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July 14, 2005 - Players, owners finally prepared to end lockout

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Players, owners finally prepared to end lockout


The Flyers must be more careful with their money now, something that could affect Tony Amonte (top), John LeClair (middle) and Jeremy Roenick. [STYL]cf,fgb,7 Courier-Post file photos

Thursday, July 14, 2005

By CHUCK GORMLEY
Courier-Post Staff

This time, it's official. After months of negotiations and weeks of speculation, the National Hockey League announced Wednesday morning it had come to an agreement in principle with the league's players on a six-year Collective Bargaining Agreement.

The ratification process will begin next week when players meet in Toronto Wednesday and Thursday and the NHL Board of Governors meet Thursday. An announcement that the NHL has reopened its doors after a 323-day lockout is expected Thursday, July 21.

"I think it's fantastic," Flyers chairman Ed Snider said. "It still has to be ratified, so I don't want to get too excited, but I'm sure it will be. Too much work has been done to see it not (ratified)."

Flyers captain Keith Primeau said some players will argue they gave up too much in the deal, but he believes ratification by the players will be "a formality."

"People who thought this could have been done at midseason last year weren't paying attention," Primeau said. "Let's cut to the meat and bones. The owners weren't ready to meet us at that point. They were prepared to sacrifice the season, probably more than we were. I mean, look how long it took us to get to this point."

The agreement, which consists of more than 600 documents, came after nine intense days of negotiating between NHL vice president Bill Daly and NHLPA senior director Ted Saskin. Since the 2004-05 season was officially canceled Feb. 16, the two sides met on 82 occasions, leading to an agreement that will drastically alter the league's financial landscape.

At face value, the owners clearly won the standoff by getting cost certainty in the form of a salary cap in the range of $37 million to $39 million. Player agent Rick Curran said he believes the salary floor has been set at $21.5 million and the ceiling set at $39 million.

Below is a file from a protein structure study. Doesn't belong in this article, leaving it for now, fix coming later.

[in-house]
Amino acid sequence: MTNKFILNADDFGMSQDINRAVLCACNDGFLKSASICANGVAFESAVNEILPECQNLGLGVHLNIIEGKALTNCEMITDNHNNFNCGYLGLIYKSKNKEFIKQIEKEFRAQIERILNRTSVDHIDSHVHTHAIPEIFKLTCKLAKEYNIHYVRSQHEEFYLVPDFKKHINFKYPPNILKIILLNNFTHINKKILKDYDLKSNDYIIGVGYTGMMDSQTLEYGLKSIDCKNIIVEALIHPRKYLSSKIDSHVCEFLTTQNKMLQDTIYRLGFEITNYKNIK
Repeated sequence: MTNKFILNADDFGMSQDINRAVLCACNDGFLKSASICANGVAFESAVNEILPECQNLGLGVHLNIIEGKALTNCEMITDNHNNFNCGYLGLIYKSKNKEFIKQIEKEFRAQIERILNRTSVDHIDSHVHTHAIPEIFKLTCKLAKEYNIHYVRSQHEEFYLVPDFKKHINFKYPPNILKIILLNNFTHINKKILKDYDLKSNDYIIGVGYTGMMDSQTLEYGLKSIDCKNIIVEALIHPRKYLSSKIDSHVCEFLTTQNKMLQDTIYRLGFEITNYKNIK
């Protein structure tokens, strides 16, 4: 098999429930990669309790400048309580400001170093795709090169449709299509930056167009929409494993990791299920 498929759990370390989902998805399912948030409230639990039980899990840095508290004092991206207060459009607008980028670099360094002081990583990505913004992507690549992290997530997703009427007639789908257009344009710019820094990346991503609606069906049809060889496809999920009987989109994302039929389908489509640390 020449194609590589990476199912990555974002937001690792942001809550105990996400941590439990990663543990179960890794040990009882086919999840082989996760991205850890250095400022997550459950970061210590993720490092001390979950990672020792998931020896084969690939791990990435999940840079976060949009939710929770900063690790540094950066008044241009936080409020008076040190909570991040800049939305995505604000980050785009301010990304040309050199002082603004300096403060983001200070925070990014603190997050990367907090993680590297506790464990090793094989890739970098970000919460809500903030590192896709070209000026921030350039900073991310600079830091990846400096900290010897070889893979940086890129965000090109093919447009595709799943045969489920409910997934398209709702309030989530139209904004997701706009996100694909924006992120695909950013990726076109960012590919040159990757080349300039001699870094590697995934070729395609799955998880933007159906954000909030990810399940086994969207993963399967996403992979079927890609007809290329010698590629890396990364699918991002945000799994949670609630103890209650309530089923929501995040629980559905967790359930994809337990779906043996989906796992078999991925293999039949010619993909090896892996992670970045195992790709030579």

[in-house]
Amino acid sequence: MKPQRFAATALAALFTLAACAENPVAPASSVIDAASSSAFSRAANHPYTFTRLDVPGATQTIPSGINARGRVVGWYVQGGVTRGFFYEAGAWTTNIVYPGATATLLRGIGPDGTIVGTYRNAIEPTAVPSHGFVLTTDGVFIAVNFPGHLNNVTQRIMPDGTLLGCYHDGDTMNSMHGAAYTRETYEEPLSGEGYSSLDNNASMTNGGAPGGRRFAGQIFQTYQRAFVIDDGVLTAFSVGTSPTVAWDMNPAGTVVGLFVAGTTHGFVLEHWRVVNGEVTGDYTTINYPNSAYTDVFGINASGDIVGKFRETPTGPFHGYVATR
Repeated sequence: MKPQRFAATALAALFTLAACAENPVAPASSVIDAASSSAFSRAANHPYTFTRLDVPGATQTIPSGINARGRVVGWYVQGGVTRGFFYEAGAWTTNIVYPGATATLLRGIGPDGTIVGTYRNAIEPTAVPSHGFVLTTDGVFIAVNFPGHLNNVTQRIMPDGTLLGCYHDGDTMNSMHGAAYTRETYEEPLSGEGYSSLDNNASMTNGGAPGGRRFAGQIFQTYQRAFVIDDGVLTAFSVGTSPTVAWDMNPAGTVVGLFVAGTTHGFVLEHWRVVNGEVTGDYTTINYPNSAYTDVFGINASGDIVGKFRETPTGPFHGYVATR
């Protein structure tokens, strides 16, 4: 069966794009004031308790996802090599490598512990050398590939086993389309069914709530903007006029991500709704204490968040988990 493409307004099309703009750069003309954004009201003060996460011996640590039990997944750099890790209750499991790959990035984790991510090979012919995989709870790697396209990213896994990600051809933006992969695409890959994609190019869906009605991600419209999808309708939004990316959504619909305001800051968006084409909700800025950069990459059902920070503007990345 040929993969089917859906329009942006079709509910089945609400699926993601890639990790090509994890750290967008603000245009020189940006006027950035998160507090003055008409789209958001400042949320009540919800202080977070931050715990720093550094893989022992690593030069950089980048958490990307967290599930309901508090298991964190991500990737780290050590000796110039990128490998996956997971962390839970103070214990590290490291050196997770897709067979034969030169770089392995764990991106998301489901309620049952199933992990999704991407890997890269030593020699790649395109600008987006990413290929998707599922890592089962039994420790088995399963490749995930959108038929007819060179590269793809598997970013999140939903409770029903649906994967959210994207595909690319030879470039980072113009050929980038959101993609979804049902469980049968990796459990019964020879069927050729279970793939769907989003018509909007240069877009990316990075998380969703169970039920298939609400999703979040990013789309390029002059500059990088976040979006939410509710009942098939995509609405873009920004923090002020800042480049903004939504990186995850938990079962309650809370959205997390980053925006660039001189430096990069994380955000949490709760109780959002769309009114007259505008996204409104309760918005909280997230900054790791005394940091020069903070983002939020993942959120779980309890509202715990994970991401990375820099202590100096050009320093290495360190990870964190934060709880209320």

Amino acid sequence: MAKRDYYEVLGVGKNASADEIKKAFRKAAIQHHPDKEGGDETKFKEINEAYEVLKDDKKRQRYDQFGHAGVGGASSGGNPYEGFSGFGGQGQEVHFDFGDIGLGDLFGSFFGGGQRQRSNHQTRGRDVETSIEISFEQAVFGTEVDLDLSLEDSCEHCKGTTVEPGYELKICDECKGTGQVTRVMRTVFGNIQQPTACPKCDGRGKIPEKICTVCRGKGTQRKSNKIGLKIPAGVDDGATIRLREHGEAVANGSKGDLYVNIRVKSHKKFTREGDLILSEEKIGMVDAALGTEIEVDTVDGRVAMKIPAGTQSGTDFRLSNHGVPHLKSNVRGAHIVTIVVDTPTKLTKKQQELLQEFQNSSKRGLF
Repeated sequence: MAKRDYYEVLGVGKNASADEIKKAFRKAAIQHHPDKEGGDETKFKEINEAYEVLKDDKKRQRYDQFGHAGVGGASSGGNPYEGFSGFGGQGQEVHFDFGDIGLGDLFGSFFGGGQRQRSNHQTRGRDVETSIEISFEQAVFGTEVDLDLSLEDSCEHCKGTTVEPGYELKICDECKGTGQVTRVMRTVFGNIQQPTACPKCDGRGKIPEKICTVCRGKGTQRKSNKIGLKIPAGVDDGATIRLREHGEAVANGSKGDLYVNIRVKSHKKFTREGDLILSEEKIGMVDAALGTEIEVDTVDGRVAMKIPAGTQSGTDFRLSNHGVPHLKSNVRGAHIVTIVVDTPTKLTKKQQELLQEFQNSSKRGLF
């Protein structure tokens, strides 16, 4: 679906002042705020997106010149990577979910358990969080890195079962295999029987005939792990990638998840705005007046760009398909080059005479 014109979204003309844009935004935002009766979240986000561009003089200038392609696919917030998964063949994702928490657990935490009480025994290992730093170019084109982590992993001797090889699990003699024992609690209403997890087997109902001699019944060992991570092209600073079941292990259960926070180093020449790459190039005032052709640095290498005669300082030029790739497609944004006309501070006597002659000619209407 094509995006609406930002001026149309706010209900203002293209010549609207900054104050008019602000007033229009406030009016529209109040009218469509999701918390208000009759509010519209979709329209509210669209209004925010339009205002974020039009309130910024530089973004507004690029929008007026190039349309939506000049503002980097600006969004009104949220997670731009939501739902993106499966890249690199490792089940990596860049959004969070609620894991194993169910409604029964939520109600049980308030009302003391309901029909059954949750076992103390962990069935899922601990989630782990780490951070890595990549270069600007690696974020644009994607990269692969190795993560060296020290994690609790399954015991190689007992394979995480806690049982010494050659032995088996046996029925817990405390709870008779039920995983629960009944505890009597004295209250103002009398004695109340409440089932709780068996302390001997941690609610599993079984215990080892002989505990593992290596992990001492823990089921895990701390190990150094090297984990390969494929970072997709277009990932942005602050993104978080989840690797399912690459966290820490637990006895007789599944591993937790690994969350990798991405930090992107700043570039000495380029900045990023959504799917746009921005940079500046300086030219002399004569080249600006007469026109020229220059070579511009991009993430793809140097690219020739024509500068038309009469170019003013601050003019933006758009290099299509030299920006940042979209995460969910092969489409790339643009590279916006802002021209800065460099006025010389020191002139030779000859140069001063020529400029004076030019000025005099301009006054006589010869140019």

The owners will receive an additional 15 percent of every player's paycheck this season. If spending on salaries exceeds 54 percent of revenue, the difference will be paid to teams from the escrow account. If teams spend less than 54 percent, the escrow money will be returned to players.

The new salary structure will close the payroll gap between free-spending teams like the Rangers, Flyers and Red Wings and small-market teams like the Penguins, Oilers and Flames.

The new CBA also will give teams the right to salary arbitration, a right reserved for players in the old deal. That means instead of offering players a mandatory 10 percent raise as a qualifying offer, teams can offer underachieving players less than what they made in their previous season.

"I'm not about to debate over whether we got our (behinds) kicked," Curran said. "I have no time for it. I can't change it, I just have to live with it."

The players' victories were minor, but significant nonetheless.

The NHL minimum salary will increase from $300,000 to $400,000. Unrestricted free agency will fall from age 31 this year to 29 next year and 28 in 2007. And player pensions will be dramatically increased.

Flyers prospects Jeff Carter and Mike Richards also benefited from the new deal. As 2003 draft picks, they will be eligible for the 2003 rookie limit of $1.24 million. With the 24 percent rollback, that figure will drop to $942,400, but they remain eligible for signing and performance bonuses up to 30 percent of their salary.

Although it is too early to predict the financial impact of the new deal, average NHL salaries are projected to fall from $1.8 million to just more than $1 million. That alone has some players bitter toward union chief Bob Goodenow.

Primeau said players expecting more than they received in the new deal weren't paying attention to Goodenow when he briefed every NHL team throughout the past two NHL seasons.

"We were forewarned for several years to expect this apocalypse," Primeau said. "It should not have blind-sided anybody."

Primeau is also not convinced the players got a raw deal.

"We can look back in five or 10 years and say, `What a bargain,"' he said. "If you would have told players 10 years ago we'd have a $35 million cap, they'd be ecstatic. As much as we preached `No cap,' we knew to get a deal done cost certainty was inevitable."

Snider agreed.

"I think it's self-evident that we needed the lockout. When the league needs to miss a whole season, it shows we needed something drastic to have cost certainty. Now we have it."

Next on the NHL's agenda is a way to win back fans. When the ratification is completed and labor peace is declared, the NHL will also unveil rule changes designed to increase offense and create more excitement.

Overtime shootouts, tag-up offsides, no-touch icing and, possibly, wider nets will be used in the 2005-06 season.

Flyers left wing John LeClair said the injection of offense should help the game, but it will take months to recover from a year without hockey.

"When we come back we'll have football to contend with, so it might take a while," LeClair said. "Hopefully, with the new rules changes it will be more exciting to watch and we'll see crowds grow throughout the year."